Android Oreo is the 15th Version of Android. It was launched in 2017 and had some cool features like
1. Password Autofill
2. Notification Channels
3. Snooze Notifications
4. Notification Dots
5. New Emoji Styling
6. Smart Text Selection
7. Auto-Enable Wi-Fi
While Android Pie is the 16th version of Android and was released in 2018. It is also called as Android P, its major features are -
1. New Gesture controls
2. Adaptive Battery and Brightness
3. Improved Security Features
4. Digital Wellbeing
5. New Accessibility Menu
6. New Screenshot Shortcut
7. Easier Screen Rotation
8. Volume and Sound Improvements
9. Selectable Dark Mode
10. Easier Text Selection
11. More Notification Information
Android 9 Pie vs Android 8 Oreo: The Differences
People like to compare an old thing with a new one, so here are the major differences between the two.
While Android Oreo was a little stiff and conservative, Android Pie is more colorful and curvey on the edges. For instance, in Android Pie, the Settings menu has colorful icons and the drop-down Quick Settings bar has blue circles instead of plain icons.
2. Self Imposed Restrictions
We all have been guilty of excessive use of certain apps like YouTube, Facebook, Instagram. When we feel the urge to limit its use, we feel helpless. Android Pie has App Timers to help us curb our habits. App Timers set a time allowance for specific apps and reset at midnight each day.
3. Night mode
Android Oreo’s Night Light feature, reduces the blue light of the display as night approaches. This makes the display look yellow/orange, is easier on the eyes and also reduces the chances of sleep disturbance due to the use of the phone. Android Pie has this Wind Down feature. Night Light is still present in it but as "bedtime", set by the user, approaches, the display turns grey-scale and Do Not Disturb mode is activated. Wind Down makes the use of phone after ‘bedtime’ unattractive due to grey-scale and hence promotes healthy phone use.
4. Brightness control
Android Oreo has a fairly standard adaptive brightness mode. This increases and decreases screen brightness based on ambient light conditions. All but the cheapest phones in the world have this feature.
Android Pie has Adaptive Brightness which is intelligent. It learns from the tweaks the user makes in different lighting conditions, so much so that after a few days of normal use, the device has a custom backlight curve which is exactly the level the user wants.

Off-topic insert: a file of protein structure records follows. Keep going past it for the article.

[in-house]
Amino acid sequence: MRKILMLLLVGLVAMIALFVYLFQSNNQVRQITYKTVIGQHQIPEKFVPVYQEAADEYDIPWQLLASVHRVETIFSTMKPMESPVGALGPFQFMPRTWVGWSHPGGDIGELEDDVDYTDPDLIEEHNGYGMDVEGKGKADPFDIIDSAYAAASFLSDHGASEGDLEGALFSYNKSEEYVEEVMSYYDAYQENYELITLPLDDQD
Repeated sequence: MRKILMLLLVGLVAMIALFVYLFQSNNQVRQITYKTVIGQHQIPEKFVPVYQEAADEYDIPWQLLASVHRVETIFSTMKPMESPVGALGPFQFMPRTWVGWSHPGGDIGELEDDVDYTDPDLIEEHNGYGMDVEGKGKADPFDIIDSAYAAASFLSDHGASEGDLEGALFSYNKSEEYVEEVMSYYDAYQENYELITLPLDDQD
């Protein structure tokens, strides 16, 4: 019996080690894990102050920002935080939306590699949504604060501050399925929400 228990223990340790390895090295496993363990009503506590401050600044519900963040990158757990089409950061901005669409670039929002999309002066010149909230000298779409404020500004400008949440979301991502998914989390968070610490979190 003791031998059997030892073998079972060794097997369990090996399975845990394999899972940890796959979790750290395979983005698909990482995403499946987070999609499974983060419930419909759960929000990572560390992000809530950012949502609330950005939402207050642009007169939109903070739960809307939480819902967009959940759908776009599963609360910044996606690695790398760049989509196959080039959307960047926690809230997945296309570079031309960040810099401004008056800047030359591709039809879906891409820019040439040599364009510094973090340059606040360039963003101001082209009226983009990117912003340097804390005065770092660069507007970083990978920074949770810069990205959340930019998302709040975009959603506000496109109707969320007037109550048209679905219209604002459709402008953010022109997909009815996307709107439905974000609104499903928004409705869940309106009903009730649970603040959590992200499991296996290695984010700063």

5. Battery management
While Android Oreo was able to see which apps were consuming the most energy, Android Pie has Adaptive Battery mode which tailors how Android treats apps based on how often they are used. Apps that are rarely will have very basic of background permissions, their notifications may be delayed. But as a result, they’ll use less battery. On the other hand, apps that are frequently used won’t be affected.
6. App AI
In Android 9 Pie, the user will not have to manually go looking for a feature. The software will predict the apps that the user wants and put them in front before even searching for it. Hence it is a smarter version of Android 8 Oreo. These app actions will also show up in the universal search bar, in Google Assistant and the Play Store.
7. Volume control
In Android Oreo, the volume of pops-up varied depending on the context. That changes in Android Pie. Volume buttons can be used to manually control media volume as standard. For instance, the user could drop the volume of a track or video before it starts playing.
8. Android Pie vs Android Oreo: navigation
Instead of the classic soft buttons for navigation, Android Pie offers a new approach. It has a single central button. When one taps on it, it will function as a normal Home button. When swiping up or down, it has a more gesture-led approach and shows different results in different gestures. It is great for those who switch a lot between apps.
The back button is context-sensitive, i.e. it appears only when it is possible to “go back”. The user can use classic soft keys if they prefer.